Life Sciences

GMOs, Neonicotinoids, and Aldo Leopold’s Land Ethic: The Fish & Wildlife Service Brings a “Whole Foods” Approach to Wildlife While Shooting Itself in Our Foot

October 21, 2014
| Blogs & Op-eds

The U.S. Fish & Wildlife Service quietly announced last summer they would ban the use of the most modern, safest, and most productive new pesticides and improved seeds in national wildlife refuges. This forces them to rely on agricultural techniques with more negative environmental impacts and undermines their conservation mission.  Why did they do this? They bought into special interest propaganda and failed to test their prejudices against data and experience. The wildlife they sacrifice on the alter of political correctness will not thank them. 

GMO Labeling is Unwarranted and Unnecessary

October 9, 2014
| Testimony and Filings

Val Giddings testified before the New Jersey Assembly’s State and Local Affairs Committee arguing that a proposed bill mandating labels for genetically modified foods is unnecessary and based on ideology and commercial interests not on safety or better informing consumers. GMO foods receive unprecedented testing and review from multiple government, non-governmental and international organizations making state labeling initiatives redundant and costly without providing any additional benefits to consumers.

Testimony in Opposition to Pennsylvania’s Mandatory GMO Labeling Bill

October 8, 2014
| Testimony and Filings

Giddings testified before the Pennsylvania House of Representatives’ Agriculture and Rural Affairs Committee in opposition to HB 1770, a bill which would mandate warning labels on foods derived from crops improved through biotechnology. Giddings argued GMO labeling is redundant and unnecessary due to the the global consensus on the safety of biotech improved seeds and the comprehensive reviews and oversight of GMO crops and foods that are already being undertaken by multiple federal agencies. He also noted that labeling legislation is driven by fear, ideology and commercial interests not on a concern for consumers or safety.

U.S. government funding laid the foundation for the development of 48 percent of all drugs approved by the Food and Drug Administration and 65 percent of drugs that received priority review between 1988 and 2005.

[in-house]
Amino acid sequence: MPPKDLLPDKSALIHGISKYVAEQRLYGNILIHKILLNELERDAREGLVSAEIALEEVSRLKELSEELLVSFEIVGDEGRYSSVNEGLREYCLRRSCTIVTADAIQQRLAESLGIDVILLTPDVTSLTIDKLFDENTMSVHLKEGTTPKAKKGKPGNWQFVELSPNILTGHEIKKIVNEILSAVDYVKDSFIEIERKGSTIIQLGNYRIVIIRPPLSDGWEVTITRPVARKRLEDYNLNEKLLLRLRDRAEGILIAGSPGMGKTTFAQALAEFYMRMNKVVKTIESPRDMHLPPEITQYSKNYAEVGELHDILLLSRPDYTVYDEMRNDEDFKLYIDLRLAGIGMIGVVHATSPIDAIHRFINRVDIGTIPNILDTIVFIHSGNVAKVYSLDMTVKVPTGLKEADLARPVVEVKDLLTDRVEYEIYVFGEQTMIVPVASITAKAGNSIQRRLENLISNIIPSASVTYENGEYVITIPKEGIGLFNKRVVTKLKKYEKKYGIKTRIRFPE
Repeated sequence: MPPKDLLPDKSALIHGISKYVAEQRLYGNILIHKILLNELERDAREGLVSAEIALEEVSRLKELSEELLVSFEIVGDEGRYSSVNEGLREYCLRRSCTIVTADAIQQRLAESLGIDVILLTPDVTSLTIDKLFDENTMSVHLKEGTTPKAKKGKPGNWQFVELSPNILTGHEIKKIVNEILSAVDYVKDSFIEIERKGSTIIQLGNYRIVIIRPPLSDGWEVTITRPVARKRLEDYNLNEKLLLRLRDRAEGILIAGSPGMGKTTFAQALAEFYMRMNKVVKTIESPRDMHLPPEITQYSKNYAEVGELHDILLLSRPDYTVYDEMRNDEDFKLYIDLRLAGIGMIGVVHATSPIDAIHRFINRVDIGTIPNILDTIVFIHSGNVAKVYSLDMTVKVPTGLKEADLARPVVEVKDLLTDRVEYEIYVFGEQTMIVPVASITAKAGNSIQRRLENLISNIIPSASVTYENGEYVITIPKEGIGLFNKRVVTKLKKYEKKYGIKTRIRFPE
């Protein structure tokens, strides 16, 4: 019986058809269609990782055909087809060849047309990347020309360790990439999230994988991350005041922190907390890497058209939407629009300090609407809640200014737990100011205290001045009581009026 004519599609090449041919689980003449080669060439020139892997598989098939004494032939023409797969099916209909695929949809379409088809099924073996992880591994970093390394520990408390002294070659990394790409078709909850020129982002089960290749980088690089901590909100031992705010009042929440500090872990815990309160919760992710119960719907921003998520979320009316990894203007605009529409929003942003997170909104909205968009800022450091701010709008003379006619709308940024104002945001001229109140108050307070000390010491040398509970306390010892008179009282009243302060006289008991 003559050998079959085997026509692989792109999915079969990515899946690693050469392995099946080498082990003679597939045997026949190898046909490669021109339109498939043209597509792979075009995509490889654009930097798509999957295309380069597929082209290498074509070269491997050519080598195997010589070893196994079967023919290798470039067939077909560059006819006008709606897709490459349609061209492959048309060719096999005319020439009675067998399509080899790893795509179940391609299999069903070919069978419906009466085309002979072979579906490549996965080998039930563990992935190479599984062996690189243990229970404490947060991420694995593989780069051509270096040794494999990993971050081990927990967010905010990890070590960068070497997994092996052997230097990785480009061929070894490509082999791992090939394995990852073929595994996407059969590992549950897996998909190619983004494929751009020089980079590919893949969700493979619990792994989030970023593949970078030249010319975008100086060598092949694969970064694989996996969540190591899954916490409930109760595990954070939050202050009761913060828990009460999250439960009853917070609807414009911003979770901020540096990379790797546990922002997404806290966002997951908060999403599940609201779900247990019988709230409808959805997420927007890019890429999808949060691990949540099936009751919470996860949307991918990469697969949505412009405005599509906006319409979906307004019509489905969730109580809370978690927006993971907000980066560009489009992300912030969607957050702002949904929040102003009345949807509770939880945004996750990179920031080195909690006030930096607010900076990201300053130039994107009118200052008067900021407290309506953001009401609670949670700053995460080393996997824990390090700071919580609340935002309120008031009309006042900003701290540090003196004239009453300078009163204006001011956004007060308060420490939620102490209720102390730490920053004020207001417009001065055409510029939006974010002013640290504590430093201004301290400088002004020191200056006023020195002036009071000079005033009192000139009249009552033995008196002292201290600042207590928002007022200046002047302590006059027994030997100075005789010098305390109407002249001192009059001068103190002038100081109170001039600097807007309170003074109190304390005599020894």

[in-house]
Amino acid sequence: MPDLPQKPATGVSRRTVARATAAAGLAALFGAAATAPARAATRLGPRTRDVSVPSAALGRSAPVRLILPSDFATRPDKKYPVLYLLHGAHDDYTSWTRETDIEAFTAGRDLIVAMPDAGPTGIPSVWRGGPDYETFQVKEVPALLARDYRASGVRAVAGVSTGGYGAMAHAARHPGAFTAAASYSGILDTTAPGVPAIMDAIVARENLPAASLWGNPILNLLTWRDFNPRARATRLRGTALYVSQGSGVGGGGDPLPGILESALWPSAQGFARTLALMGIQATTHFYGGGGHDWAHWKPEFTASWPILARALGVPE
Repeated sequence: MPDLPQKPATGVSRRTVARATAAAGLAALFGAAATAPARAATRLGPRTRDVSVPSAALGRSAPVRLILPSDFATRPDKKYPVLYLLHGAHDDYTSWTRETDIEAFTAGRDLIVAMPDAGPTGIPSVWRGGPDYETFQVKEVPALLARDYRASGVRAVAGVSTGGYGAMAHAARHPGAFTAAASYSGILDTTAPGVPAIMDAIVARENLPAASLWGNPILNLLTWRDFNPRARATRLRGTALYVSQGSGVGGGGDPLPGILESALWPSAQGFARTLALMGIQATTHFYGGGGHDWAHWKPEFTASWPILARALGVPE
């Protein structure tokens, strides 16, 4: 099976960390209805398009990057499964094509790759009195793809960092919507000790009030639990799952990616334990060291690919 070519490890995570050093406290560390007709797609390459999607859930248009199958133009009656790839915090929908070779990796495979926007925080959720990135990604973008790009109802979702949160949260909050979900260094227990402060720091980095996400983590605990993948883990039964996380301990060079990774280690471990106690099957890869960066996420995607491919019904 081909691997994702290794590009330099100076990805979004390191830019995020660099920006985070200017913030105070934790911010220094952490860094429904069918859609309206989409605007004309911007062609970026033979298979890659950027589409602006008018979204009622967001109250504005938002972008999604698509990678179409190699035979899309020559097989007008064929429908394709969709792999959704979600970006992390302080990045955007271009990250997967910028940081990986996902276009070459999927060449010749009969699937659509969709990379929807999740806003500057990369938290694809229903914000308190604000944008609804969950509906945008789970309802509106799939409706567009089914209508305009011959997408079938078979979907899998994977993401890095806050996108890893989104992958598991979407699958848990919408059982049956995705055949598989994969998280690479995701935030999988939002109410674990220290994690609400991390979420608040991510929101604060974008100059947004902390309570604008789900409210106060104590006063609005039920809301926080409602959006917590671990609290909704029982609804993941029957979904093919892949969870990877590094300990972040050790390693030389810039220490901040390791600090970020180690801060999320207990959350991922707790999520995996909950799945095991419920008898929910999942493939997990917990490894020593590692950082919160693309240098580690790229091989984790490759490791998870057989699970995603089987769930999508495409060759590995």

Federal funding for biomedical research, much of it channeled through the National Institutes of Health (NIH), plays a vital role in supporting America’s life sciences innovation ecosystem. NIH devotes the vast majority of its budget to funding grants for basic biomedical research into the causes and treatment of human disease. The results of this research feed directly into the development of new drugs and devices to cure medical conditions. Read more »

Points to Consider: Republication of Discredited and Retracted Paper on Rats, GMOs, and Cancer

June 25, 2014
| Blogs & Op-eds

A dubious paper making unsupportable claims of dangers from GM corn and the herbicide Roundup, retracted by the original publisher, has been republished by the authors. Scientists continue to reject it for numerous flaws in the study design and experimentation.

The Truth about GMOs, Labeling and Food

June 19, 2014
| Blogs & Op-eds

Crops and foods improved through biotechnology have helped to improve farmers’ lives and livelihoods, reduce hunger, lower the cost of food production and increase food access across the globe. Efforts to reduce access to GMOS are based on ideology and self-interest, not on an objective review of the science.

About Censorship

May 20, 2014
| Blogs & Op-eds

Mike Adams, the Health Ranger, pushes indefensible policies and health quackpottery. Straight shooting science journalist Jon Entine shines some light into dark places, and Adams goes ugly. So why, again, should anybody take his policy prescriptions seriously? Time to bring back ostracism? 

Consumers Union Makes False Claims Against the Safety of Genetically Modified Foods Based On Ideology Not Science

May 14, 2014
| Blogs & Op-eds

Consumers Union supports proposed state legislation to mandate labels stigmatizing foods derived from crops improved through biotechnology. They advance a number of arguments to support the proposals, each of which is contradicted by facts, data and experience.  We take a closer look.

Vermont’s GMO Labeling Law: What it Really Means for Consumers

May 12, 2014
| Blogs & Op-eds